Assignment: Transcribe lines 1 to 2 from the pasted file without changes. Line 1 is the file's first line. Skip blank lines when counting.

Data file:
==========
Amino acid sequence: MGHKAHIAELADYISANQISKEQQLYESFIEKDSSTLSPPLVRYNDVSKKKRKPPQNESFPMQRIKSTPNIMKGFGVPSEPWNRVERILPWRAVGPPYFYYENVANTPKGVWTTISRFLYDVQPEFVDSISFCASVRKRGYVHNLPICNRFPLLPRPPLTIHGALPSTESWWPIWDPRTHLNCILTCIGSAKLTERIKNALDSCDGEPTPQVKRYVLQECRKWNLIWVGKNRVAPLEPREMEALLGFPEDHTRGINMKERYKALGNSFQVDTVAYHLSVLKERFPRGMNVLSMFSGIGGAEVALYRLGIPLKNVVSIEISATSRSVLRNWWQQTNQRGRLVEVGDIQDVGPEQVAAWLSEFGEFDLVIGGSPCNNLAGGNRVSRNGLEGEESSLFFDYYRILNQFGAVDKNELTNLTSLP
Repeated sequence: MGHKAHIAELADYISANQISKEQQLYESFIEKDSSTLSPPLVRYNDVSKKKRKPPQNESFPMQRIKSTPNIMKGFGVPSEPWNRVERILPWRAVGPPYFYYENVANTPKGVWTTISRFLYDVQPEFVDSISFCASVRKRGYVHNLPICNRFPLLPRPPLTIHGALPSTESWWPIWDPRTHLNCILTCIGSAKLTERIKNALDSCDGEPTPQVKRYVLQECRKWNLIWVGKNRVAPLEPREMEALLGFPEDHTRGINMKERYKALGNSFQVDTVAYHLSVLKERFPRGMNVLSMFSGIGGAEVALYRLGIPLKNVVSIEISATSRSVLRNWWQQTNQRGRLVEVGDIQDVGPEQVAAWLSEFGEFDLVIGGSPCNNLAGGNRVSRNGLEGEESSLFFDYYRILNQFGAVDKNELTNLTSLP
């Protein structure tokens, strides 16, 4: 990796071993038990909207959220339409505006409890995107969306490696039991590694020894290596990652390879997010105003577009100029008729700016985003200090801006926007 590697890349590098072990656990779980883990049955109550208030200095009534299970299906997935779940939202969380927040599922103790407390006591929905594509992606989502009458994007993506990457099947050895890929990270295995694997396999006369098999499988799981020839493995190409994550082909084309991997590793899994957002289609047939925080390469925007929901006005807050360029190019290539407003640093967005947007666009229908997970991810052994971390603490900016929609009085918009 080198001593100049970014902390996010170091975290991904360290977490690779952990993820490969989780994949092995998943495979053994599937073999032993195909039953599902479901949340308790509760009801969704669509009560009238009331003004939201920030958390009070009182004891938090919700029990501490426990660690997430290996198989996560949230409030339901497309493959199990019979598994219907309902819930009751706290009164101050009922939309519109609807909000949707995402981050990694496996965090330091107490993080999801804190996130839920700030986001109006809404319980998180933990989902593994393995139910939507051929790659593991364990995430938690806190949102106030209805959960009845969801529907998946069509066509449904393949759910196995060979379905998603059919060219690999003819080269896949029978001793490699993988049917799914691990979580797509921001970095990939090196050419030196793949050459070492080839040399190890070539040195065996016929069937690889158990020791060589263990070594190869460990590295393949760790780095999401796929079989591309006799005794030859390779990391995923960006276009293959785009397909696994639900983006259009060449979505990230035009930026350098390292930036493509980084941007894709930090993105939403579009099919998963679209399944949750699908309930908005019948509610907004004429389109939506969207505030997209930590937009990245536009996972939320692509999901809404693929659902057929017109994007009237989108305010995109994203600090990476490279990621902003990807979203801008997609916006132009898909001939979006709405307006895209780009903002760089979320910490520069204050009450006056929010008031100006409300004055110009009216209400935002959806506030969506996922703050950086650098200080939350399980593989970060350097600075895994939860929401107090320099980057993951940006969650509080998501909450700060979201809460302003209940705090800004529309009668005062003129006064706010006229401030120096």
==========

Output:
Amino acid sequence: MGHKAHIAELADYISANQISKEQQLYESFIEKDSSTLSPPLVRYNDVSKKKRKPPQNESFPMQRIKSTPNIMKGFGVPSEPWNRVERILPWRAVGPPYFYYENVANTPKGVWTTISRFLYDVQPEFVDSISFCASVRKRGYVHNLPICNRFPLLPRPPLTIHGALPSTESWWPIWDPRTHLNCILTCIGSAKLTERIKNALDSCDGEPTPQVKRYVLQECRKWNLIWVGKNRVAPLEPREMEALLGFPEDHTRGINMKERYKALGNSFQVDTVAYHLSVLKERFPRGMNVLSMFSGIGGAEVALYRLGIPLKNVVSIEISATSRSVLRNWWQQTNQRGRLVEVGDIQDVGPEQVAAWLSEFGEFDLVIGGSPCNNLAGGNRVSRNGLEGEESSLFFDYYRILNQFGAVDKNELTNLTSLP
Repeated sequence: MGHKAHIAELADYISANQISKEQQLYESFIEKDSSTLSPPLVRYNDVSKKKRKPPQNESFPMQRIKSTPNIMKGFGVPSEPWNRVERILPWRAVGPPYFYYENVANTPKGVWTTISRFLYDVQPEFVDSISFCASVRKRGYVHNLPICNRFPLLPRPPLTIHGALPSTESWWPIWDPRTHLNCILTCIGSAKLTERIKNALDSCDGEPTPQVKRYVLQECRKWNLIWVGKNRVAPLEPREMEALLGFPEDHTRGINMKERYKALGNSFQVDTVAYHLSVLKERFPRGMNVLSMFSGIGGAEVALYRLGIPLKNVVSIEISATSRSVLRNWWQQTNQRGRLVEVGDIQDVGPEQVAAWLSEFGEFDLVIGGSPCNNLAGGNRVSRNGLEGEESSLFFDYYRILNQFGAVDKNELTNLTSLP